Pyramid Holdings, Inc. v. Giant Interactive Group, Inc.
S.D.N.Y., filed Nov. 26, 2007
Case No. 07-CV-10588
I. Nature of the Case
This case is a federal securities class action on behalf of a group of Americans who purchased American Depositary Shares (“ADSs”) from Giant Interactive after the company’s initial public offering (“IPO”) on or about November 1, 2007 through November 19 2007. The group alleges violations of Sections 11 and 12(a)(2) of the Securities Act of 1933.


Giant Interactive is a developer who operates online games in the People’s Republic of China. The company’s most popular games are MMOs. It offers three successful MMO games: 1. Zheng Tu Online (“ZT Online”), a free-to-play RPG set in ancient China where players develop skills, use magical weapons, and team up with other players to fight monsters and players from other kingdoms; 2. ZT Online PTP, where players assume one of five different roles in 10 different kingdoms. PTP requires players to purchase physical or virtual prepaid game cards on an official website or Internet cafes; and 3. Giant Online, where players may assume one of 14 different roles spanning numerous regions. In this game, a player guides his or her character to develop skills and is encouraged to cooperate with other players to fight against players from other regions.


Two of the metrics that Giant Interactive reported for its games were the number of average concurrent users (“ACU”) and peak concurrent users (“PCU”). The rules of Giant Interactive’s games are material to investors because they impact the game play and the company’s ACU and PCU figures. The case here concerns a failure of Giant Interact to disclose a significant rule change to ZT Online (its most popular game).


On September 30, 2007, Giant Interactive completed its third fiscal quarter. A month and a half later (but before the company was required to publicly announce its third quarter earnings), Giant Interactive completed the IPO where the company sold 57 million ADSs, raising more than $886 million. The company announced that the underwriters had exercised their over-allotment option and purchased and sold an additional 8.6 million ADSs at $15.50 per share for an additional $133 million. Its total sales equaled $1.2 billion.


The Registration Statement, which incorporated a Prospectus, was issued in connection with the IPO, but, according to the complaint, contained inaccurate statements of material fact, and misrepresented or omitted the significant rule change to ZT Online that had resulted in declining ACU and PCU figures in the third quarter as opposed to the second quarter of 2007.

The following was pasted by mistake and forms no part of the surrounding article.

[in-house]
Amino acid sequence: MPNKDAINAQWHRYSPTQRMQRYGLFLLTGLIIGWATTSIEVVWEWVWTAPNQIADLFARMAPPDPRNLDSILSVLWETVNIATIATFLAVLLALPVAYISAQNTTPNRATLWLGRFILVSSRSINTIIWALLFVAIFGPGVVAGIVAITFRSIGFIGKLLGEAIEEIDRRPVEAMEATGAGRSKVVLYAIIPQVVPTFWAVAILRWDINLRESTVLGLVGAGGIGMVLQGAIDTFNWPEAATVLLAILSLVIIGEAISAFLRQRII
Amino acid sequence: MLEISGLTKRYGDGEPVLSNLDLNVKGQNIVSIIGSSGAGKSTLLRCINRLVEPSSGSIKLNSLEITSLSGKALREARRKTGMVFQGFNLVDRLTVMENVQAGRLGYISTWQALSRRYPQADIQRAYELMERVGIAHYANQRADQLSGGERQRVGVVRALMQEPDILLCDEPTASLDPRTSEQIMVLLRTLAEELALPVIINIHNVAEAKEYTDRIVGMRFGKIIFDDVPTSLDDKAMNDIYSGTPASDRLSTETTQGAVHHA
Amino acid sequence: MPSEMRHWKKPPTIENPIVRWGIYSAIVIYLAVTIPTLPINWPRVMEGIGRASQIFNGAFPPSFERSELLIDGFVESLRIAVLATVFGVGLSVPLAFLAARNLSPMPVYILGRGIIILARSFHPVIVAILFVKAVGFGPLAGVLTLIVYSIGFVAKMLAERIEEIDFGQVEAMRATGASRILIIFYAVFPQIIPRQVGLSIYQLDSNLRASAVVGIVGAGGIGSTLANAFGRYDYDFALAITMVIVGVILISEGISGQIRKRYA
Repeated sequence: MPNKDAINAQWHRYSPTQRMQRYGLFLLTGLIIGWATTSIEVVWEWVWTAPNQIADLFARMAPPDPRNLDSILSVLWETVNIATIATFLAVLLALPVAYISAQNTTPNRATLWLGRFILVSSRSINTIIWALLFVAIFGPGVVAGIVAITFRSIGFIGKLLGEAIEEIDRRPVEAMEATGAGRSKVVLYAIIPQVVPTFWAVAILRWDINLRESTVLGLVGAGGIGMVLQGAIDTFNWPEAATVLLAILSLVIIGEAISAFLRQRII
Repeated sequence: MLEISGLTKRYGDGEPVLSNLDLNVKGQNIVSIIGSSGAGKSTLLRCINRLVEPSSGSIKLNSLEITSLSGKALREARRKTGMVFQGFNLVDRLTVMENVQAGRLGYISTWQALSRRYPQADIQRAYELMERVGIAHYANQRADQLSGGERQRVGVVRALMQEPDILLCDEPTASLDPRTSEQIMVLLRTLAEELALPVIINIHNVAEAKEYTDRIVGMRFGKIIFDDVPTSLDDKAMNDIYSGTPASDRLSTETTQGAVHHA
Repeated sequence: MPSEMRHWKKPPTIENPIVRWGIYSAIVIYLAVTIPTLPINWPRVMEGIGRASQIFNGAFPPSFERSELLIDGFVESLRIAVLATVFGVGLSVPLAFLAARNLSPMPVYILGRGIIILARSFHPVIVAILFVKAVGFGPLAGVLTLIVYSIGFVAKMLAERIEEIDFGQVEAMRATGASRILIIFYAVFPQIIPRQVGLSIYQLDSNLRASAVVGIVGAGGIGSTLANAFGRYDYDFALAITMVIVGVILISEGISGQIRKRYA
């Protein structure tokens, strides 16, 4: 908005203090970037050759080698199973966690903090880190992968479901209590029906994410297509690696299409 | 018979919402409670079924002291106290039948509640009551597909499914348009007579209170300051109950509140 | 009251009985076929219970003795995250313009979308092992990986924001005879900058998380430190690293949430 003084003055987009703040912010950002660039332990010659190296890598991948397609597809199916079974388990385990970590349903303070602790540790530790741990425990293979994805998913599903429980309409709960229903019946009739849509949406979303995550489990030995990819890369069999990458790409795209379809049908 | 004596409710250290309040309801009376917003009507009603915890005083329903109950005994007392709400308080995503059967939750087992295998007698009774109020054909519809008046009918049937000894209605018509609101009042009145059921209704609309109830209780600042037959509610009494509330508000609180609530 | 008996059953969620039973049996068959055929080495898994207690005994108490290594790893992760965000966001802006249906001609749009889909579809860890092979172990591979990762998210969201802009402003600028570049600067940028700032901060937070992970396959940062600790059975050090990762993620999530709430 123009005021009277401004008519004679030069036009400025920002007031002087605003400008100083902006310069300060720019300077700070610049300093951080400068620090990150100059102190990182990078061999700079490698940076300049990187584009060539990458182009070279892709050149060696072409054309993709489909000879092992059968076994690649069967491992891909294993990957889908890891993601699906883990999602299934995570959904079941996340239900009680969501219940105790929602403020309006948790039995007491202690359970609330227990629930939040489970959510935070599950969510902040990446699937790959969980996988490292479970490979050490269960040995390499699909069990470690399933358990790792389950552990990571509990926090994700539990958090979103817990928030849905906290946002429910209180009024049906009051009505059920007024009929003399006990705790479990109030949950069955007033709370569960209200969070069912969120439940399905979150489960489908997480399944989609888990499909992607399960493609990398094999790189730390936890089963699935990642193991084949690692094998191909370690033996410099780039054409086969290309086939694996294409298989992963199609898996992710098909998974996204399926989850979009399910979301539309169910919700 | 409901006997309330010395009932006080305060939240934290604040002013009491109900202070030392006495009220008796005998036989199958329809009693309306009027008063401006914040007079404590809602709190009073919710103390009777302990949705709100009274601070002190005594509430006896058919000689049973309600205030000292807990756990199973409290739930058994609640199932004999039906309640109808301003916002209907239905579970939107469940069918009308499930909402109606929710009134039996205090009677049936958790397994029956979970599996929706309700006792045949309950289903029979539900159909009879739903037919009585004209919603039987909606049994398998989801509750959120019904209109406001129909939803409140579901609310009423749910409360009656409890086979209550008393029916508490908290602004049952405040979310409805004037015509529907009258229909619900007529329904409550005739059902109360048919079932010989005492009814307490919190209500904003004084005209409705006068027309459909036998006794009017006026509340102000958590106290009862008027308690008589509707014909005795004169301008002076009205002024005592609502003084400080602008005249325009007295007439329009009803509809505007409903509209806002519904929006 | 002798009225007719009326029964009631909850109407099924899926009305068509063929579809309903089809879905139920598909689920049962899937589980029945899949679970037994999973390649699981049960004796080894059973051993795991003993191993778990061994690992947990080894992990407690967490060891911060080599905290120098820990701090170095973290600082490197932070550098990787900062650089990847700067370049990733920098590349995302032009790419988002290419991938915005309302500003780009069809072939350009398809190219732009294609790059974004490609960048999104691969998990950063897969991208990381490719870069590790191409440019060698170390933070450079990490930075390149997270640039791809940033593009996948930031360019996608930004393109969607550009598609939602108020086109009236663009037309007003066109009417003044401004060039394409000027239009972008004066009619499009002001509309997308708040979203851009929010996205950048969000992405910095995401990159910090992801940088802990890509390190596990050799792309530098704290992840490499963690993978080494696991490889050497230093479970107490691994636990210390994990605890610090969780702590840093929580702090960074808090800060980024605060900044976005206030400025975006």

The Plaintiffs brought this class action seeking damages and recovery for the investment they had made as a result of Giant Interactive’s concealment of its declining figures because of the rule change. The Plaintiffs, as a class, presented the following questions of law and fact:
    1. Whether the federal securities laws were violated by Defendants’ acts


    1. Whether the Prospectus and Registration Statement issued by Defendants to the investing public in connection with the Offering omitted and/or misrepresented material facts about Giant Interactive and its business


    1. Whether Defendants’ statements issued during the Class Period were materially false and misleading; and


  1. The extent of injuries sustained by members of the Class and the appropriate measure of damages
II. Substantive Allegations


In the Registration Statement and Prospectus filed by Giant Interactive on October 31, 2007, Giant Interactive reported its ACU and PCU figures as increasing when, in fact, they were in the decline. The decline in ACU and PCU was attributable to a significant rule change implemented by Giant Interactive. The rule change discouraged “gold farming activities” in ZT Online. Gold Farming occurs when a MMO player attempts to acquire (‘farm’) items of value within a game, usually by performing some task for an indeterminable amount of time (e.g., killing an important creature). Generally, gold farming is conducted by companies that hire people to play these online games so they can generate online currency which they can then sell to third-party websites for real cash to actual players who will then use the gold coins in the game.


The Plaintiffs alleged that the Registration Statement for the third quarter did not explain or describe the gold farming rule change, did not highlight the negative trend in ACU and PCU, and did not disclose that the negative impact the rule change was having at the time of the IPO. They also claim that the Registration Statement was materially misleading because it omitted the significant effect gold farming activities had on Giant’s previous statistics despite the company’s knowledge of the pervasiveness of the activity.